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Proper Ewe Nutrition Benefits Future Lamb Performance

Updated February 09, 2024
Professional headshot of Jaelyn Quintana

Jaelyn Whaley

SDSU Extension Sheep Field Specialist

Ewe sheep eating from a feeder.
(Canva photo)

Written with contributions by Kelly Froehlich, former Assistant Professor & SDSU Extension Sheep and Goat Specialist.

It’s well known that meeting the nutritional needs of bred ewes is critical in preventing diseases like pregnancy toxemia and milk fever, but did you also know that gestational nutrition influences lamb survival, weaning weight, and wool quality? Supplying ewes with greater levels of energy during gestation ultimately leads to greater lamb performance throughout their lifetime.

Adequate energy in the diet based on ewe requirements and is even more important for ewes carrying multiple lambs. Nutrient requirements consider late gestation as the last 60 days of pregnancy. During this time, fetal growth increases exponentially, making it a critical period for nutrition. In late gestation, twin-bearing ewes require 0.5 pounds more energy per day than single-bearing ewes. Providing that extra half pound of corn to the ewe’s raising twins will boost her lambs’ enthusiasm to stand and nurse after birth.

Impacts on Lamb Performance

Starting at birth, additional energy in late gestation has been shown to improve lamb vigor and survival. A common misconception is that excessively feeding ewes in late gestation increases birthweights and instances of dystocia caused by big lambs, but this is not the case. Under-nutrition is more of a concern, as it reduces lamb birthweights and leads to weak, frail lambs that are more prone to hypothermia, decreasing their survivability.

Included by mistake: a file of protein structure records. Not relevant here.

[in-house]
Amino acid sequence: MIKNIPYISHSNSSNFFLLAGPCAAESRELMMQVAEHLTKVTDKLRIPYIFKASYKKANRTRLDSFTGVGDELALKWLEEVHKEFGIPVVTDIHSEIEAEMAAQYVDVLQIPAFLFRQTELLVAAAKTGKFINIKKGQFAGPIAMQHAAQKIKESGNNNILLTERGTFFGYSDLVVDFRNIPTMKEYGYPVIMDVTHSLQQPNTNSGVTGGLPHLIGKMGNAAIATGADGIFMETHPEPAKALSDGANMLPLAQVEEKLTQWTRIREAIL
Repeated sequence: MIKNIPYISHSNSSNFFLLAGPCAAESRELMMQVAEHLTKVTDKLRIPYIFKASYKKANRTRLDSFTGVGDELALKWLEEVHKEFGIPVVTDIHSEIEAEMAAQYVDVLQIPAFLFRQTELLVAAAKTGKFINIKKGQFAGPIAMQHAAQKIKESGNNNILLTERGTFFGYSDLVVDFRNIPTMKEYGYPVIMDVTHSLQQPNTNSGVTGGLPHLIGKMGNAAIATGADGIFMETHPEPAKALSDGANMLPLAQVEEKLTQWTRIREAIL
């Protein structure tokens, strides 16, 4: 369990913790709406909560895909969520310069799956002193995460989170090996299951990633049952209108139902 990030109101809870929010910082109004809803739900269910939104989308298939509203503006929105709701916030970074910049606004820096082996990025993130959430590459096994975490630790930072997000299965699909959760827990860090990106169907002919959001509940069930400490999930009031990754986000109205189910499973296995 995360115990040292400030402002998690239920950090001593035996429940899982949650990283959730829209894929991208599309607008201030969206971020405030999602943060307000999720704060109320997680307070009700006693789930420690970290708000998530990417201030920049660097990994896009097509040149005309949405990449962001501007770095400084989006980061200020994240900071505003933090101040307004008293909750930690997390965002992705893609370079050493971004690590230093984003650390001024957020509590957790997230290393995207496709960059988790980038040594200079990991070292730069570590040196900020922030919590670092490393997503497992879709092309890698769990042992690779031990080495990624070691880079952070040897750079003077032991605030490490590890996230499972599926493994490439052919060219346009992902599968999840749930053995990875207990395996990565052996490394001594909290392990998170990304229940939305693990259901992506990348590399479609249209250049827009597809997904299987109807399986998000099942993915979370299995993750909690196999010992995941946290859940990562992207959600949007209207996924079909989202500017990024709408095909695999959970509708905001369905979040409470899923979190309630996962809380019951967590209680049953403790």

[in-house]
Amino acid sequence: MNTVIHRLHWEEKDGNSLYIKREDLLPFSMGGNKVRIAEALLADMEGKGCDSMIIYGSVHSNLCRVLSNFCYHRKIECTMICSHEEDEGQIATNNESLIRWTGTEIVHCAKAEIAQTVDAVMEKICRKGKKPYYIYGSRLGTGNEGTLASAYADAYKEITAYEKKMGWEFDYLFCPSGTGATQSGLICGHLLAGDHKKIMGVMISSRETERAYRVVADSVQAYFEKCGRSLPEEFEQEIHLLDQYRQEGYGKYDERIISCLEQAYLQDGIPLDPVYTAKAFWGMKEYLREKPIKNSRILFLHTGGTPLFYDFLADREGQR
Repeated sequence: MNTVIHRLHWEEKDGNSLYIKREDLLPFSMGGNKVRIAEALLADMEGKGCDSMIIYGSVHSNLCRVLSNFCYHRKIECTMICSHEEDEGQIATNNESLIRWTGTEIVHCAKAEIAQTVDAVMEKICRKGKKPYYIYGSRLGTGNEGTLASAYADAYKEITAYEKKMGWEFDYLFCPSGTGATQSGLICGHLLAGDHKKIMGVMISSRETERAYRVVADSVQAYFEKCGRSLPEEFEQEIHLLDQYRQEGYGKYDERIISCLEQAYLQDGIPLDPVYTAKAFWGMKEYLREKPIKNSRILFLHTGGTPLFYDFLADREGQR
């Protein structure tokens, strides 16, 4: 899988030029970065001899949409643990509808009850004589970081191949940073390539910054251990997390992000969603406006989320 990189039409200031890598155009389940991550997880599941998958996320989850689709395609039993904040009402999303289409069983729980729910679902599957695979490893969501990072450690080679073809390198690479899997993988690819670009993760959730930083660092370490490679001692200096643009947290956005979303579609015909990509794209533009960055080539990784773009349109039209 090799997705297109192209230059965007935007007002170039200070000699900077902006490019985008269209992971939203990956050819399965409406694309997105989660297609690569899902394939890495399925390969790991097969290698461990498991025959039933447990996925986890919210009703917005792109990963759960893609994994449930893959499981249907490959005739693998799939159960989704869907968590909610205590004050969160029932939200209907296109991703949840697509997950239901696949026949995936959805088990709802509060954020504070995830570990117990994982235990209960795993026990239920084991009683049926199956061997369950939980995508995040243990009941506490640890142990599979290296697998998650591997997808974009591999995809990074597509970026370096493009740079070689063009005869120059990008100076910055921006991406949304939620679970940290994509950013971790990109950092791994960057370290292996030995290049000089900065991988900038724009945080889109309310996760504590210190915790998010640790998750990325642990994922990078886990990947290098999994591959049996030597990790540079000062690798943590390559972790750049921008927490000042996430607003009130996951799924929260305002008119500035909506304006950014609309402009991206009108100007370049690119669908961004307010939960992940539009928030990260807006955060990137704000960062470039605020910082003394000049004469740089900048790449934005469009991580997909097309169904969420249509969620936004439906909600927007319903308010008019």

In addition, undernutrition can lead to reduced performance, including decreased weaning weights of lambs. Sheep supplementation research summarized by Thomas and Kott (1995) determined that under most winter range conditions, sheep supplemented at 0.25 to 0.33 pounds of a high-energy feed (such as corn and barley) per head, per day, or 0.2% to 0.3% of ewe body weight, did not reduce forage consumption, and that, on average, supplemented ewes weaned 5 to 10 more pounds of lamb per ewe than un-supplemented ewes. As the lambs mature, the offspring raised by ewes fed higher energy diets during pregnancy also may produce heavier, finer fleeces. Under-nutrition during pregnancy alters the follicle formation of the fetal lambs, reducing their future fleece weights and increasing fiber diameter, while more nutrient-dense diets support follicle development. Therefore, proper nutrition for your ewes during gestation promotes greater wool quality in your replacement ewe lambs.

The Bottom Line

In a nutshell, meeting, or slightly exceeding, energy requirements in an ewe’s diet the last 60 days of pregnancy results in her lambs having a greater chance of survival, higher weaning weights, and better wool quality, providing greater opportunity for profitability and performance. The impending winter means ensuring that we have the resources to keep our bred ewes well fed!